If you’ve seen this vehicle driving around South Towson, you’ve probably wondered what it is.

It’s an electric solar powered neighborhood electric vehicle (NEV) called the E3. It is part of a beta test of a new model called the E3 developed by an entrepreneur in Denver, CO. The E3 is manufactured to US specifications in Qing Dao, China. The factory’s main export markets for similar platforms are India and Turkey.

Why 3 wheels and a handlebar?

The E3’s “tuk-tuk” platform is ubiquitous throughout Asia, and that high global volume means a lower cost platform for an NEV’s.  The vehicles are highly maneuverable and mechanically simple. The weight of the batteries lowers the center of gravity and makes the vehicle a lot more stable than it appears. Clearly this isn’t as safe as a car, but it’s a lot safer than a motorcycle.

Benefits: Zero Emissions and Low Costs

The E3 is designed for short trips that don’t require going on highways or roads over 35mph, hence the name neighborhood electric vehicles. It could reduce wear and tear on a large family car, or be used as a local delivery vehicle. The targeted functionality is:

  • Zero emission electric vehicle
  • Supports 4 passengers
  • 30-40 mile range
    • 100 amp solar panel extends range and reduces cosT
  • 250+ mile per gallon cost equivalent (@$2.75/ gallon).
    • MPG equivalent increases with more solar / metered electricity
  • 30-35 mph top speed
  • Cost less than $5k

What do you think? Would this sort of product interest you? Do you have ideas of your own?  Send me an email to stephenmcintire4MD@gmail.com.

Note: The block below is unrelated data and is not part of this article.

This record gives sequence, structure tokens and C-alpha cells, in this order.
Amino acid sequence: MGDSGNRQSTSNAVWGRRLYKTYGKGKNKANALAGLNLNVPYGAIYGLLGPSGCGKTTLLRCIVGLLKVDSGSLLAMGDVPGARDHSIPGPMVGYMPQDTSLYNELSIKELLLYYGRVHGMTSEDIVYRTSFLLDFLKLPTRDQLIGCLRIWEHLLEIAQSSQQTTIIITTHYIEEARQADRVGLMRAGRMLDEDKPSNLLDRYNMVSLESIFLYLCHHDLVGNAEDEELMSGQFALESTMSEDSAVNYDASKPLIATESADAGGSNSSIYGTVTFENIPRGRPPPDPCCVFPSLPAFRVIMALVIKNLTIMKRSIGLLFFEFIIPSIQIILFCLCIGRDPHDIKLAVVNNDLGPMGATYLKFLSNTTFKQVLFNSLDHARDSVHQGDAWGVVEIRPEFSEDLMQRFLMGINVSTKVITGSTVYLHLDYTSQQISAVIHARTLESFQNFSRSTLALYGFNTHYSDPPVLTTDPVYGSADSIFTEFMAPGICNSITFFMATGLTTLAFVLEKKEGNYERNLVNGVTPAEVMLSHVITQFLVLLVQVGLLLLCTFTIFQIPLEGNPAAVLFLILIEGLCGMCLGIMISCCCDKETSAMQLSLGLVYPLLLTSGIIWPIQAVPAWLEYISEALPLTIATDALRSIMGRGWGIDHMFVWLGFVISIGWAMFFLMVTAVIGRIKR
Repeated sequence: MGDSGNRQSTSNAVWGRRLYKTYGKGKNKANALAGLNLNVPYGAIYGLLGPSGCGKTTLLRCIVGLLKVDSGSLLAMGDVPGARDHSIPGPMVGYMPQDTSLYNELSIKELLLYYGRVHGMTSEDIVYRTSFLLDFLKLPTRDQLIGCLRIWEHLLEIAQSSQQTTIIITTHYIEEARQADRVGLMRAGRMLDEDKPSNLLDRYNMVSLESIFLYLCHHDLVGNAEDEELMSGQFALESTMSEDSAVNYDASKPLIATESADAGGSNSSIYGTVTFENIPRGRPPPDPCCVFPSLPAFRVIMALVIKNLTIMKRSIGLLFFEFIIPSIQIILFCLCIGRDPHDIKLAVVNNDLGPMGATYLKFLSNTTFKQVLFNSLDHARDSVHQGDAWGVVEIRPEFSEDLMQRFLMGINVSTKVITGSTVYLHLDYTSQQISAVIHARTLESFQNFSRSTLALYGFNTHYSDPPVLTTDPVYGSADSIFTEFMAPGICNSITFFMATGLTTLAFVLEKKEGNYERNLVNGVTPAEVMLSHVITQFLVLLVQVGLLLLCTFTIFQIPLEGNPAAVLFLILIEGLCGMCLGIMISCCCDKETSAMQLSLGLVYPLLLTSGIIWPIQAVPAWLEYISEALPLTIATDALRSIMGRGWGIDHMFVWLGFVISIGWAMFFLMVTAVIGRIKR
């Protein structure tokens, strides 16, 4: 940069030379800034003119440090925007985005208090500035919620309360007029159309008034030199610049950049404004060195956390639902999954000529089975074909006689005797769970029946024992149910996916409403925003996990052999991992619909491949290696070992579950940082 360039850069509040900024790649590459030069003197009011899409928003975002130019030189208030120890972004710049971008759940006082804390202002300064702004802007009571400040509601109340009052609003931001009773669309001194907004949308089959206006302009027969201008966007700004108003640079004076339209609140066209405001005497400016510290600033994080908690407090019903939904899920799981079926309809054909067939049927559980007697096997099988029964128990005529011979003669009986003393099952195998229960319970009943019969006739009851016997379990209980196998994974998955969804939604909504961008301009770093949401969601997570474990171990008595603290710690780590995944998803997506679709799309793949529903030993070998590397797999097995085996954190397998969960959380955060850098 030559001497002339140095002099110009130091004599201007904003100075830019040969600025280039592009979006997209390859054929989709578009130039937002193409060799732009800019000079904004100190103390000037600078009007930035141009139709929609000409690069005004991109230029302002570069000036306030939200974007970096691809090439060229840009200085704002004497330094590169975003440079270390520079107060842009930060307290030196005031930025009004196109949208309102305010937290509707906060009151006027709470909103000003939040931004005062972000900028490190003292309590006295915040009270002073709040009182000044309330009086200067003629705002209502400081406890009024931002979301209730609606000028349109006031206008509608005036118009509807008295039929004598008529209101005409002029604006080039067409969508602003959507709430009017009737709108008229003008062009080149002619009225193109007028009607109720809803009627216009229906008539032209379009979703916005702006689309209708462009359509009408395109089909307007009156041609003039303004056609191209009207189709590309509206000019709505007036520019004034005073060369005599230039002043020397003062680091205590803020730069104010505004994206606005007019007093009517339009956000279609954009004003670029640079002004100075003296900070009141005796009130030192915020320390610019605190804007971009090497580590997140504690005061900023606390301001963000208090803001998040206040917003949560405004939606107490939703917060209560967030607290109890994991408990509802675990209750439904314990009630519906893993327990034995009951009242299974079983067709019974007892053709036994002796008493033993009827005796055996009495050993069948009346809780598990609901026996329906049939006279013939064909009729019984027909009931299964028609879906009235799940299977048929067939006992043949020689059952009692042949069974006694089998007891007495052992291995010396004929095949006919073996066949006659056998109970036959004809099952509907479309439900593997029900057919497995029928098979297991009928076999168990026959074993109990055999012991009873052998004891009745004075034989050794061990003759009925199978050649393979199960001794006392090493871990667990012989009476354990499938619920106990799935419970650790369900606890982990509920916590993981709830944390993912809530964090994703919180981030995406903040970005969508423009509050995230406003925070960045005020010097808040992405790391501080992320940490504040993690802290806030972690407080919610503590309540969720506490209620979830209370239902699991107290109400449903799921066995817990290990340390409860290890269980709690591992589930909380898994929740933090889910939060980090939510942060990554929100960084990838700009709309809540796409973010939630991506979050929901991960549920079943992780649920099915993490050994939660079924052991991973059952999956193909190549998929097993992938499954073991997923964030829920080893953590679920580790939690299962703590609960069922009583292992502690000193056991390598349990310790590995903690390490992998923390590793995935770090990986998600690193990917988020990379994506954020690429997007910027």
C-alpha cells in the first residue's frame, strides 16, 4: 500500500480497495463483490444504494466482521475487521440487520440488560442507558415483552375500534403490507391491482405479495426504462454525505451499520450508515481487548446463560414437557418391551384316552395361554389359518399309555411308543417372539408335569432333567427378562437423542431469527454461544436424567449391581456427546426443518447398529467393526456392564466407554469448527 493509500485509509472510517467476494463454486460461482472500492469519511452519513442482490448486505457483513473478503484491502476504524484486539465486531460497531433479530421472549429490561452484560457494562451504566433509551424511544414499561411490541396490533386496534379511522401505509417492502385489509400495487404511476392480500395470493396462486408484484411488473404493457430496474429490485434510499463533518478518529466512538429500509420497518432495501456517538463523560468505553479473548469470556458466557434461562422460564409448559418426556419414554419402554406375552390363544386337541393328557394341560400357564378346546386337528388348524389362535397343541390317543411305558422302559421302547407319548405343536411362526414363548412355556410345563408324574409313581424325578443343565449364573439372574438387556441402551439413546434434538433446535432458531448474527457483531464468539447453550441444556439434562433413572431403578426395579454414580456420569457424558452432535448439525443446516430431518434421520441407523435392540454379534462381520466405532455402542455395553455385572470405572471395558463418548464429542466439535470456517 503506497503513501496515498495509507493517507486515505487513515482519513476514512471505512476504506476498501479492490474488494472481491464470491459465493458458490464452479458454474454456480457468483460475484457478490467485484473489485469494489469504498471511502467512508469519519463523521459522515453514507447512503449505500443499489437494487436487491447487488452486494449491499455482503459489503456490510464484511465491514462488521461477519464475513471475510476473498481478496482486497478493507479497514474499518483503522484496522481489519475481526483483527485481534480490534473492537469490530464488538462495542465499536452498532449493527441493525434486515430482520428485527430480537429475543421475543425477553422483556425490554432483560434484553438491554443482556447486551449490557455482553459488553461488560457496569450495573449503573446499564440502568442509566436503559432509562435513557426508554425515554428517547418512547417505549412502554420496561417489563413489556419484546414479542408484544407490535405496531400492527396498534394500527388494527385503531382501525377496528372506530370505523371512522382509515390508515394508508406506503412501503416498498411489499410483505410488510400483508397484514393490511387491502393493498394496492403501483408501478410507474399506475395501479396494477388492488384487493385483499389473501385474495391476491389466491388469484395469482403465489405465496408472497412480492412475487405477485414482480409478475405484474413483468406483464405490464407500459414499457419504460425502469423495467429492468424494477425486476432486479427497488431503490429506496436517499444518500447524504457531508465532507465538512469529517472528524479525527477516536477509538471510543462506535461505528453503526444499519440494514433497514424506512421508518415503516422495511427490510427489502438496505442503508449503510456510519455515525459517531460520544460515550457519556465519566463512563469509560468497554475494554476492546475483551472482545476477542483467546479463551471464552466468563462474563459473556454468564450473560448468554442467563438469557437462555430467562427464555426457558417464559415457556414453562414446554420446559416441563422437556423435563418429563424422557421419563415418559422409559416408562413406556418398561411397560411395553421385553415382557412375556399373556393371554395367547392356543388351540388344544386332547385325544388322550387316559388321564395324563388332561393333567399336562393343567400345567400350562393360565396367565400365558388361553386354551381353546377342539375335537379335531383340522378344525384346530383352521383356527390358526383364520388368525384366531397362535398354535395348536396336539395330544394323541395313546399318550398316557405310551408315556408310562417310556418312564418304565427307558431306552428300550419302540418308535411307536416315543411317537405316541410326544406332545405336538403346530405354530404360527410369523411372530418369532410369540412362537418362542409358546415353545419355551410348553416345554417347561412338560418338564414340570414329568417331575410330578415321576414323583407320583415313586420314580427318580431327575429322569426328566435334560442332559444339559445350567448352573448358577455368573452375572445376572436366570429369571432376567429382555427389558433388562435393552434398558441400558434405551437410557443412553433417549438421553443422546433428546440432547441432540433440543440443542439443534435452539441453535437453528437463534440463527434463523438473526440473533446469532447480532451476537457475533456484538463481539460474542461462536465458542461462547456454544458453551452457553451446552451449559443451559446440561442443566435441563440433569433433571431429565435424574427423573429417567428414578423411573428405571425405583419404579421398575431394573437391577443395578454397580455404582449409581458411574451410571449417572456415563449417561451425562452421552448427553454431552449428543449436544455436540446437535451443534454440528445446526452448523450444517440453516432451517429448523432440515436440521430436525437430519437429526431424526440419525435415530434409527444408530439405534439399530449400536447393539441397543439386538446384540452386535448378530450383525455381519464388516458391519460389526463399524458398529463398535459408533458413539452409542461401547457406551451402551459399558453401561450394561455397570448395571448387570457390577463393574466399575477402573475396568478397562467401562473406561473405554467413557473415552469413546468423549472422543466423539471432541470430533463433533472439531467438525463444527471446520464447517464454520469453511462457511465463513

MD’s Regulatory Environment is Hostile to Alternate Vehicles

The E3 has been successfully licensed and registered as a motor scooter in Colorado and California. Maryland law is however overly bureaucratic and prescriptive in how vehicles are classified and registered.

Del. Lafferty co-sponsored a bill in 2012 (HB-149) that increase taxes on mopeds and require moped owners purchase liability insurance, it was part of the O’Malley agenda to tax and regulate anything that moved. The $100 a year a moped owner pays for insurance pads the insurance companies bottom line as few claims for damage-by-moped are ever paid out.

Lafferty’s bill made an efficient, low-cost form transportation more trouble than it was worth to most owners, so the state collects little money for the burden it imposes on its people. The bill also inadvertently banned electric bikes for several years until the legislature corrected their mistake, and established Maryland’s overly rigid regulatory structure.

Encouraging Innovation in Alternate Vehicles

Climate change is a serious risk and demands a serious response. Part of that response should be to encourage entrepreneurial experimentation in efficiency improvements, including alternative vehicles. While there is a clear case for regulating emissions and taxing carbon consumption to reflect its true cost to the planet, this is an example of how less regulation and more individual liberty could help the environment immensely.

Unnecessary or badly designed regulation makes it impossible for small scale entrepreneurs to develop innovative new products. If it costs hundreds of thousands of dollars in legal compliance or lobbying expenses to create an innovative product, only large established companies or wealthy individuals will be able to take the risk (and receive the financial rewards). Established car companies have little desire to create low-cost alternatives that cannibalize their automobile sales.

As Delegate, I will promote policies make Maryland a leader in innovative clean energy technology, including alternate vehicles. This requires a regulatory environment that encourages entrepreneurship. My understanding and expertise is why I’ve been endorsed by Maryland Businesses for Responsive Government, the most prominent business group in Annapolis. We can do better with a little bit of reform and common sense.

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